RECENT FIELDWORK ANNUAL REPORT 2001/2002 Andrew Coulson
1263-75 HIGH ROAD WHETSTONE The Thames Valley Archaeological Service conducted an excavation here in May and June of 2001. several members of HADAS were able to volunteer over a number of weeks. TVAS were grateful for the extra help and it is hoped that future collaborations along similar lines can be undertaken in the future. Medieval and Post-Medieval features were recorded on this corner.
COPPED HALL, Waltham Abbey, Essex: This was the site of a large Tudor mansion and associated formal gardens now largely levelled and overgrown. The site may be the subject of a research excavation. HADAS was invited by the West Essex Archaeological Group (WEAG) to conduct a resistivity survey to recover the plan of walls and foundations. A wide area was surveyed in May and June 2001, but the results were inconclusive, which was mostly due to later landscaping and the overgrown nature of the site. WEAG have been asked to dig in early June and HADAS members are invited to take part.
HANSHAWE DRIVE, Burnt Oak: No recent excavation has been possible here due to building works, but in early summer 2001, members carried out a watching brief of lift shaft foundations. Unfortunately, no archaeological features were seen. It is hoped that excavation may be resumed by late summer/autumn 2002. A report is in preparation by Andy Simpson.
BOWLING GREEN HOUSE, in the grounds of Myddleton House, Enfield: Dennis Hill of the Enfield archaeological Society asked HADAS to conduct a resistivity survey at this site that was a small Tudor mansions or lodge. The Digging Team along with members of WEAG surveyed the area on 21st October 2001. The survey plot indicated a long linear feature with clearly defined edges, possible a wall foundation or similar. Dennis has obtained permission for a trial excavation in the near future.
FRIARY PARK: Dr Oliver Natelson of the Friern Barnet Local History Society invited HADAS to look at earthworks in the park with a view to conducting an archaeological survey here. The site is adjacent to the medieval route of the Great North Road, the local place name and folklore suggests there -ma have been a Friary and hospital in the area, although visual and historic evidence is scant. A research design has been prepared and assuming permission from the authorities, the survey will take place in April or May 2002.
BROCKLEY Hill FINDS PROCESSING: Steven Allick and Peter Nicholson have continued to sort through the building materials from this fieldwalking project. The end of this work is now in sight, and thoughts will now turn to the production of a report to include all finds from the project.
GARAGE: The Society has leased a lock-up garage in the grounds of Avenue House. During January/February 2002. the garage was refurbished, shelving purchased. and finds/tools etc. were removed from College Farm and the Garden Room to the garage.
This newsletter includes a copy of the first newsletter, published by HADAS in October 1969, which Dorothy Newbury has received from John Enderby (a founder member). The comment in the box states that the newsletter was posted to 26 places outside Hendon. How many do we mail to today, as members disperse and wish to keep in contact?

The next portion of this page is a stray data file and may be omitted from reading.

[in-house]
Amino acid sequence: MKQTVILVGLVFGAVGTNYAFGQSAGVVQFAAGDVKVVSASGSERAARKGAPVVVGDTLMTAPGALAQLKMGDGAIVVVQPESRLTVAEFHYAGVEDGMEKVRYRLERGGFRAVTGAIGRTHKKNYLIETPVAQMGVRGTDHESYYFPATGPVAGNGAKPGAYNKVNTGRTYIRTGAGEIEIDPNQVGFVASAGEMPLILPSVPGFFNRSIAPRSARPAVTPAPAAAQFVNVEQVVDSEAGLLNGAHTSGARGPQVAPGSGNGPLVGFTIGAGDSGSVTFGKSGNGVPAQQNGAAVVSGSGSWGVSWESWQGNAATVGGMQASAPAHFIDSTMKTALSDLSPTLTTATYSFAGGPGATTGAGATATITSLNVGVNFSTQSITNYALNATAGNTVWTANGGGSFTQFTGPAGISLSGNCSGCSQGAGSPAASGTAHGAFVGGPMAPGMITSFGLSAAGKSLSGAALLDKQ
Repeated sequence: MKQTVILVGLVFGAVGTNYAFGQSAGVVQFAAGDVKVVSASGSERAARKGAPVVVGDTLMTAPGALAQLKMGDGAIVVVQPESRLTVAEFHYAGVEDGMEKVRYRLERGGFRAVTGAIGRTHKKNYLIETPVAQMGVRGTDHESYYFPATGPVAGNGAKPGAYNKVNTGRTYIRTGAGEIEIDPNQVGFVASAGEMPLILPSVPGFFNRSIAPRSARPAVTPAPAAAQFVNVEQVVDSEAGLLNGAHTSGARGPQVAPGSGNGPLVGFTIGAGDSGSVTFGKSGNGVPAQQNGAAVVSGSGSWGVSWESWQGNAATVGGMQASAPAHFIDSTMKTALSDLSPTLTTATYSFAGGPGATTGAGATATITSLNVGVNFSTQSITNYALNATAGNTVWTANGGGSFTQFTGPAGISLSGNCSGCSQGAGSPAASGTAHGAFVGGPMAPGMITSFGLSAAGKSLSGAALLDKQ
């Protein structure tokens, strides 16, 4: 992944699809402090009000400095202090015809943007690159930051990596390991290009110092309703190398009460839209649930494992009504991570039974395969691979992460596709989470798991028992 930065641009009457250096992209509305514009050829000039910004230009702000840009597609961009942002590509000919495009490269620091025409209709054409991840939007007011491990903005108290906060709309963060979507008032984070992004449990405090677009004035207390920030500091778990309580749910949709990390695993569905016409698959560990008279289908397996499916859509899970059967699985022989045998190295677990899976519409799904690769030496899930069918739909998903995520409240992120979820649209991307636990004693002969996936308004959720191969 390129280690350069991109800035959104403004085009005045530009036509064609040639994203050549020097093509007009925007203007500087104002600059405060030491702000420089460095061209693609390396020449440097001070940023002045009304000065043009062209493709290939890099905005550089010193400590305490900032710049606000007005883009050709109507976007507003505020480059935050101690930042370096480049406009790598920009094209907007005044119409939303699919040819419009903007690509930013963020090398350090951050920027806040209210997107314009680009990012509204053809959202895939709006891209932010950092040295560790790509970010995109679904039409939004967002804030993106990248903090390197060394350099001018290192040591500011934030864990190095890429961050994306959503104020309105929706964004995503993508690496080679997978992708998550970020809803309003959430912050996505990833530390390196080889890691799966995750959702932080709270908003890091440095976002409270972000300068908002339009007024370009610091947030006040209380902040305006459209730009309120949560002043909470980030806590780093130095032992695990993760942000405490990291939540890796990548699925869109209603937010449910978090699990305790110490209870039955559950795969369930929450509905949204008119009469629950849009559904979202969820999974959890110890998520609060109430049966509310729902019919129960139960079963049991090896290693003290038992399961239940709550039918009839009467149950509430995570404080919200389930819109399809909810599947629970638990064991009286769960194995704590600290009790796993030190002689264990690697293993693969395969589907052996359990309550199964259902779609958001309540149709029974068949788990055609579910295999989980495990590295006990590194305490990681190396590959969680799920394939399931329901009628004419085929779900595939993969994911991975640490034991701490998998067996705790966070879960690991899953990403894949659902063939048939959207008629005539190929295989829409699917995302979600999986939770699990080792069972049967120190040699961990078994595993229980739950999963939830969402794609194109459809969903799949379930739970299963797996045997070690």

Other Societies’ Events by Eric Morgan
Wednesday 8th May Barnet and District Local History Society, Wyburn Room, Wesley Hall,8.00 pm Staplyton Road, Barnet. “Maurice Thomson – A Jacobean Yuppie?”, talk by Dr Alan Thomson.
Wednesday 8th May The Finchley Society. “Avenue House Safari – Guided visit to the features of the estate”. Meet in front of Avenue House, East End Road Finchley N3. at 2.30
Saturday 11th May Brent Archives, Cricklewood Library, Olive Road, NW2 Open Day – event for Local History Week (4th – 12th May)
Wednesday 15th May Willesden Local History Society, Willesden Suite, Library Centre, 95 High Rod, NW10. “Images of London”, talk by Jean and Douglas Linwood, Friday 17th May City of London Archaeological Society, St. Olave’s hall, Mark Lane, EC3.7.00 pm “Jewish Converts in Medieval England”, talk by Prof. Reva Brown (who has edited this newsletter) and Sean McCartney.
Friday 17th May Wembley History Society, St, Andrew’s Church HMI, Church Lane, 7.30 pm Kinsgbury, NW9 “Planes and People”, talk by David Keen (R.A.F Museum). The Museum, Graham park Way, Hendon NW9 is holding activities for Local History Week.
Tuesday 28th May The Finchley Society, Drawing Room, Avenue House. East End Road 8.00 pm Finchley N3. “My Life in Ruins”, talk by Tony Rook
Tuesday 28th May at 0800 Friern Barnet and District Local history society, Old fire station (next to Town Hall), Friern Barnet Lane, N11. Preceded by AGM, “Folk Remedies”, talk by Dr Oliver Natelson (who is co-ordinating our survey of Friary Park).
27th April -1St September 4th-5th May Church Farmhouse Museum, at top of Greyhound Hill, Hendon NW4 History of Pubs and Breweries in Barnet Borough Monday-Thursday, and Saturday 10.00-12,30, 1.30-5,00, Closed Friday, Sunday 2.00-5.00 Royal Horticultural Society, New Hall and Conference Centre, Greycoat Street, Westminster, SW1. Society of Genealogists, event to launch Local History Week (4th-10th May) Family History Fair 10.00 – 5.00